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Marine Corps Logistics Base Albany

Readiness Enabler for Operational Forces  •
MCCS director retires

By Pamela Jackson | | October 25, 2012


For most individuals, retiring once in their lifetime is an accomplishment, but having the opportunity to do so twice in 43 years is rare.

Dick French, a retired Marine and former director, Marine Corps Community Services, Marine Corps Logistics Base Albany, will officially retire for the second time, Wednesday.

French, a native of Lebanon, Ind., joined the Marine Corps in 1968 at the age of 17 and attended recruit training at Marine Corps Recruit Depot, San Diego, Calif.  Not yet old enough for the Vietnam War, he was sent to Marine Corps Base Camp Pendleton, Calif., until he turned 18.

“As soon as I turned 18, I received orders for Vietnam and spent a year there,” he said.  “After Vietnam, I was reassigned to Marine Corps Air Station El Toro, California, where I worked on the rifle and pistol ranges.”

From there, French was transferred to Marine Corps Air Station Beaufort, S.C., where he worked in the noncommissioned officer and staff noncommissioned officer clubs. 

In 1976, he was assigned to Marine Barracks London, England, where he continued his work in the clubs field.  French was promoted to the rank of gunnery sergeant and later sent to Marine District Recruiting Command in Long Island, N.Y.

“While in New York, I submitted my package for warrant officer selection and was chosen for the exchange field,” he said.  “After becoming a warrant officer in 1982, I was assigned to the Warrant Officer Basic Course in Quantico, Virginia.  I remained in Quantico as the assistant exchange officer.”

French, a limited duty officer, reported to MCLB Albany July 1, 1985, to accept the position as the exchange officer and retired as a  captain in 1990.  Some of his awards include the Purple Heart and Navy Achievement Medal with combat V for being wounded in Vietnam. 

“After retiring, I returned to work here as the operations manager for Morale, Welfare and Recreation and later as the store manager for the Marine Corps Exchange, before becoming head of business operations at MCCS,” French said.

In 2005, French became the MCCS director with responsibility for the MCX, base restaurants, Child Development Center, sports programs, auto skills center and Marine and Family Programs. 

“Through the various components of MCCS, we are able to touch Marines and their families in every way, from taking care of their babies to supplying equipment for outdoor recreation,” he said.  “I’ve been successful here because I’ve had 206 great people to work with and support me all the way.”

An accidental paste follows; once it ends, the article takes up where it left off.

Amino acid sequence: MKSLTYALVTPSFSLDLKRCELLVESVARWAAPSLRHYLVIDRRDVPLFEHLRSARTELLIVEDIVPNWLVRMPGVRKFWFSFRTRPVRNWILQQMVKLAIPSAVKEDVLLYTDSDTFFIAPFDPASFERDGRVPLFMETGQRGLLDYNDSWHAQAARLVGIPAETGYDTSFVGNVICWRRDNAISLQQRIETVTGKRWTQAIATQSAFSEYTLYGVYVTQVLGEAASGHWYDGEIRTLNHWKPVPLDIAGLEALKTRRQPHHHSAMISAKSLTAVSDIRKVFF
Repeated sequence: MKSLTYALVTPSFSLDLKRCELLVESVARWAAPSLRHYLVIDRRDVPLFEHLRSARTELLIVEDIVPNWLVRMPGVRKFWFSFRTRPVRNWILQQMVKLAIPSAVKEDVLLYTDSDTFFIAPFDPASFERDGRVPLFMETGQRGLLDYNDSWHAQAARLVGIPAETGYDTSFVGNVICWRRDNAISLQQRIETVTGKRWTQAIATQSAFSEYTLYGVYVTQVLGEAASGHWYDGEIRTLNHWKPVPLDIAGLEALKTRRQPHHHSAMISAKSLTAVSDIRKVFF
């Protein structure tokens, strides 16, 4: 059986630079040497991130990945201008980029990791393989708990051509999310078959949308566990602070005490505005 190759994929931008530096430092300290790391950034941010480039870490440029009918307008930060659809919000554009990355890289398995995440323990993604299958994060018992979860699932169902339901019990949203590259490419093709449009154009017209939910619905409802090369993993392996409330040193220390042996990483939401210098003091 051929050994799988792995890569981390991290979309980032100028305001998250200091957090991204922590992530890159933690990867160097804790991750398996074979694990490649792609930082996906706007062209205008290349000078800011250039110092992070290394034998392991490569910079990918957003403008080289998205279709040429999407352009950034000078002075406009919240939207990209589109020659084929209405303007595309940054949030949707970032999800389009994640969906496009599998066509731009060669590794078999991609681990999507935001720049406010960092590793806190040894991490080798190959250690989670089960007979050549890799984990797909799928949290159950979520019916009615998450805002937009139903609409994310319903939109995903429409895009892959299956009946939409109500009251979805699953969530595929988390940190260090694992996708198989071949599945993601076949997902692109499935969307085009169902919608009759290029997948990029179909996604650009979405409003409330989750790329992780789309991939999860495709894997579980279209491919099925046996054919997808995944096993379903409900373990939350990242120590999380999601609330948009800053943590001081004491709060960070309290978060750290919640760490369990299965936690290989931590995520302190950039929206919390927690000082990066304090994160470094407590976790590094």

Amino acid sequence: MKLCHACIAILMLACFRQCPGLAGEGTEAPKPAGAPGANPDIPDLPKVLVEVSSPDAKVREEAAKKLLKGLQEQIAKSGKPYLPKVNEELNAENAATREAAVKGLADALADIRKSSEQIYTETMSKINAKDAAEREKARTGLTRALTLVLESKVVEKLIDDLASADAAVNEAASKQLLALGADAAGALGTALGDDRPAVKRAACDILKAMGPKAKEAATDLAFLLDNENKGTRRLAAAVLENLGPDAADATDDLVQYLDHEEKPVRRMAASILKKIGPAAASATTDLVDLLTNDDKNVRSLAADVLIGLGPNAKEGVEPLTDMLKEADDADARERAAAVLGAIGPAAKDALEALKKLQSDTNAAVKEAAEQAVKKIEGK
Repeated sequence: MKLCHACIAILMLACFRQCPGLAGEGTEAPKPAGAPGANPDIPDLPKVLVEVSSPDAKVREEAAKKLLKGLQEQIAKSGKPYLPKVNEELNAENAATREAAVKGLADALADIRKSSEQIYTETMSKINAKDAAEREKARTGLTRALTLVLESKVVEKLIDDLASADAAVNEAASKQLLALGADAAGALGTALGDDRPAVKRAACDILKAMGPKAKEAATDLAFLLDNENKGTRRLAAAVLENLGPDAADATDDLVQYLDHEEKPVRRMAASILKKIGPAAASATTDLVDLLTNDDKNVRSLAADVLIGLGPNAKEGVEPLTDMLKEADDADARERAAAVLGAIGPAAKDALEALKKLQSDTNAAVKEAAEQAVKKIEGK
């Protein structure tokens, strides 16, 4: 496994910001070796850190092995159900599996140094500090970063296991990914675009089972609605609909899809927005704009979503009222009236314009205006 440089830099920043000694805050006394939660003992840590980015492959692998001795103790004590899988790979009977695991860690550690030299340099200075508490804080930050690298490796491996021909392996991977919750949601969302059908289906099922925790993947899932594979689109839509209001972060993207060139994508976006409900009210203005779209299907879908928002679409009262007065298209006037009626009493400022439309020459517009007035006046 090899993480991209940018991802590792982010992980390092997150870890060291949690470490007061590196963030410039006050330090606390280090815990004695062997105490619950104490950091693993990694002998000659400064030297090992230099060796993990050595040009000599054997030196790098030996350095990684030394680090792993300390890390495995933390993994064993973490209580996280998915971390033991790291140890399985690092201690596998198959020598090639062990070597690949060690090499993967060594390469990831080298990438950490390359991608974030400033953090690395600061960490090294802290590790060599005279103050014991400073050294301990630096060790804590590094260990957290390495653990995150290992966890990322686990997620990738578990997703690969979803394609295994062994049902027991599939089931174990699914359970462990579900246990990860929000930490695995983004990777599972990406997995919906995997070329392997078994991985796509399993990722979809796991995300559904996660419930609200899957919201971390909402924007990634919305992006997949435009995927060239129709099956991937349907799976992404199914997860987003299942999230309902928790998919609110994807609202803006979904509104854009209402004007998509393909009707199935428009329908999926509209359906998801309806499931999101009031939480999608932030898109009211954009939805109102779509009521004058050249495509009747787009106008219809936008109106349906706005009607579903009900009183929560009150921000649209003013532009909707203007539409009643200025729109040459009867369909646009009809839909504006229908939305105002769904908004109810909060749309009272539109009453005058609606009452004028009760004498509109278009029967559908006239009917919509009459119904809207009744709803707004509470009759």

Deborah Bouyer, former deputy director, MCCS, who succeeded French as the MCCS director said he leaves a rich history that covers 43 years of service to the Marine Corps.

“I’ve had the pleasure of working with Dick and witnessed him pouring out his time, talents and resources to improve and maintain the quality of life for our Marines, Sailors, retirees and their dependents,” she said.

Bouyer added French’s hard work will not be discontinued nor forgotten and will be carried on for many years to come.

Paula Caserio, director, Marine Corps Family Team Building, MCCS, echoed Bouyer’s comments.

“(French) has dedicated his career and his life to the Marine Corps and always sought the best for the Marines, Sailors and their families,” she said.

Caserio added French was always fighting for the best interest of the Marines and continues to do so. 

“Because of his decisions, the quality of life has greatly improved for the families,” she said. He will be sorely missed.”

Kent D. Morrison, executive director, MCLB Albany, has worked with French for many years.

"When I first met Dick, it was obvious to me that he loved Marines and their families,” he said. “I hired Dick to be my deputy director of MCCS when I was the director of MCCS. He possessed the skills and the passion for the job.

“I always enjoyed his can-do approach to any undertaking or idea,” Morrison continued. “He found solutions--not excuses.”

Morrison also said he and French have celebrated the Marine Corps Birthday Ball together for the past several years.

“We sit together at the Marine Corps Birthday Ball every year and have made a promise to always share this special day together,” he said. “French is a warrior, having fought and been wounded in the Vietnam War, and I deeply respect and appreciate his service to our Corps and this great nation, but most importantly I am proud to call him my friend." 

French said he is not the type of person to sit around and do nothing and has already begun looking for work.

“I have enjoyed every bit of my service to the Marine Corps and am looking forward to my next chapter in life which will begin with taking a few weeks off, get some yard work and other tasks done around the house,” he said. “It’s been a great ride and I’m not quite ready to fully retire, but I am ready to slow the train down and take some of the high spots out of the roller coaster.”